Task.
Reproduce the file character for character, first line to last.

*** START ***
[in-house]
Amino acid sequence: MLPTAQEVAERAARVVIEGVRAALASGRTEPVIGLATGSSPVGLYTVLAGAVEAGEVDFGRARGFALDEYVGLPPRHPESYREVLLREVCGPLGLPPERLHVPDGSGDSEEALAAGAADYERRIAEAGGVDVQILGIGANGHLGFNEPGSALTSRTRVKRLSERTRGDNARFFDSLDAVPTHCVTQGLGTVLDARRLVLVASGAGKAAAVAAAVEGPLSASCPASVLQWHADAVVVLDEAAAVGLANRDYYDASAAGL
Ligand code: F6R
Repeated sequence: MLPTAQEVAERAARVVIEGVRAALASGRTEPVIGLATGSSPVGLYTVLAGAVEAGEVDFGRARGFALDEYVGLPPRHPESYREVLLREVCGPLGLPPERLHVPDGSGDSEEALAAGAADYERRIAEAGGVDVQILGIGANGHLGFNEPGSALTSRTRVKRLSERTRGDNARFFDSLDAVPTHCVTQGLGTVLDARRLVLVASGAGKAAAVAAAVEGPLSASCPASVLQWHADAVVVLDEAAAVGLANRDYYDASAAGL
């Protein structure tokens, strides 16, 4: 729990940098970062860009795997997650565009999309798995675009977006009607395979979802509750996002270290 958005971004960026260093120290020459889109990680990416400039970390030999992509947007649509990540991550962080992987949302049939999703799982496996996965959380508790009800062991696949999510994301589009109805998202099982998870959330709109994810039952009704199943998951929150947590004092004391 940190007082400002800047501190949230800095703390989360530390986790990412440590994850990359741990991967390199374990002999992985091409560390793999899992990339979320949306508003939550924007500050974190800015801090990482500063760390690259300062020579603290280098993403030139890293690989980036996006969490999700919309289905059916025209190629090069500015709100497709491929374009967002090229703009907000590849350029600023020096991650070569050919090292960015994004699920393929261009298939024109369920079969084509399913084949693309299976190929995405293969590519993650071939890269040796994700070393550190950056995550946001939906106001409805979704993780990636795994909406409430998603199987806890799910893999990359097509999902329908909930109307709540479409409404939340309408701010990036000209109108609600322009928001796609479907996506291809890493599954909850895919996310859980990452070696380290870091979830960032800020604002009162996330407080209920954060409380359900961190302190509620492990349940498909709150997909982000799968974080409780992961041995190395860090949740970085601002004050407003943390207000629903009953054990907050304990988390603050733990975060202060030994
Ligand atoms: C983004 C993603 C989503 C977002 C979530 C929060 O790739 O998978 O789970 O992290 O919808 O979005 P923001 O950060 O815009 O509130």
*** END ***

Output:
[in-house]
Amino acid sequence: MLPTAQEVAERAARVVIEGVRAALASGRTEPVIGLATGSSPVGLYTVLAGAVEAGEVDFGRARGFALDEYVGLPPRHPESYREVLLREVCGPLGLPPERLHVPDGSGDSEEALAAGAADYERRIAEAGGVDVQILGIGANGHLGFNEPGSALTSRTRVKRLSERTRGDNARFFDSLDAVPTHCVTQGLGTVLDARRLVLVASGAGKAAAVAAAVEGPLSASCPASVLQWHADAVVVLDEAAAVGLANRDYYDASAAGL
Ligand code: F6R
Repeated sequence: MLPTAQEVAERAARVVIEGVRAALASGRTEPVIGLATGSSPVGLYTVLAGAVEAGEVDFGRARGFALDEYVGLPPRHPESYREVLLREVCGPLGLPPERLHVPDGSGDSEEALAAGAADYERRIAEAGGVDVQILGIGANGHLGFNEPGSALTSRTRVKRLSERTRGDNARFFDSLDAVPTHCVTQGLGTVLDARRLVLVASGAGKAAAVAAAVEGPLSASCPASVLQWHADAVVVLDEAAAVGLANRDYYDASAAGL
């Protein structure tokens, strides 16, 4: 729990940098970062860009795997997650565009999309798995675009977006009607395979979802509750996002270290 958005971004960026260093120290020459889109990680990416400039970390030999992509947007649509990540991550962080992987949302049939999703799982496996996965959380508790009800062991696949999510994301589009109805998202099982998870959330709109994810039952009704199943998951929150947590004092004391 940190007082400002800047501190949230800095703390989360530390986790990412440590994850990359741990991967390199374990002999992985091409560390793999899992990339979320949306508003939550924007500050974190800015801090990482500063760390690259300062020579603290280098993403030139890293690989980036996006969490999700919309289905059916025209190629090069500015709100497709491929374009967002090229703009907000590849350029600023020096991650070569050919090292960015994004699920393929261009298939024109369920079969084509399913084949693309299976190929995405293969590519993650071939890269040796994700070393550190950056995550946001939906106001409805979704993780990636795994909406409430998603199987806890799910893999990359097509999902329908909930109307709540479409409404939340309408701010990036000209109108609600322009928001796609479907996506291809890493599954909850895919996310859980990452070696380290870091979830960032800020604002009162996330407080209920954060409380359900961190302190509620492990349940498909709150997909982000799968974080409780992961041995190395860090949740970085601002004050407003943390207000629903009953054990907050304990988390603050733990975060202060030994
Ligand atoms: C983004 C993603 C989503 C977002 C979530 C929060 O790739 O998978 O789970 O992290 O919808 O979005 P923001 O950060 O815009 O509130």